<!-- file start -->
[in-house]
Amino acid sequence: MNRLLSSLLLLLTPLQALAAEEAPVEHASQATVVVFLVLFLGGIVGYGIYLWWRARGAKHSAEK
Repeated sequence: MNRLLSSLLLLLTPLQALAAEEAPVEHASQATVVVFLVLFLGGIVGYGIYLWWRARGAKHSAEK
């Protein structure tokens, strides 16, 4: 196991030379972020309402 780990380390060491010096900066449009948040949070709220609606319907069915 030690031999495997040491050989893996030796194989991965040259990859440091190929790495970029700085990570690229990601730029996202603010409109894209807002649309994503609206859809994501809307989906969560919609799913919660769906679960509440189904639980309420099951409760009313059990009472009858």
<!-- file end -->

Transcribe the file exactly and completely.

[in-house]
Amino acid sequence: MNRLLSSLLLLLTPLQALAAEEAPVEHASQATVVVFLVLFLGGIVGYGIYLWWRARGAKHSAEK
Repeated sequence: MNRLLSSLLLLLTPLQALAAEEAPVEHASQATVVVFLVLFLGGIVGYGIYLWWRARGAKHSAEK
């Protein structure tokens, strides 16, 4: 196991030379972020309402 780990380390060491010096900066449009948040949070709220609606319907069915 030690031999495997040491050989893996030796194989991965040259990859440091190929790495970029700085990570690229990601730029996202603010409109894209807002649309994503609206859809994501809307989906969560919609799913919660769906679960509440189904639980309420099951409760009313059990009472009858």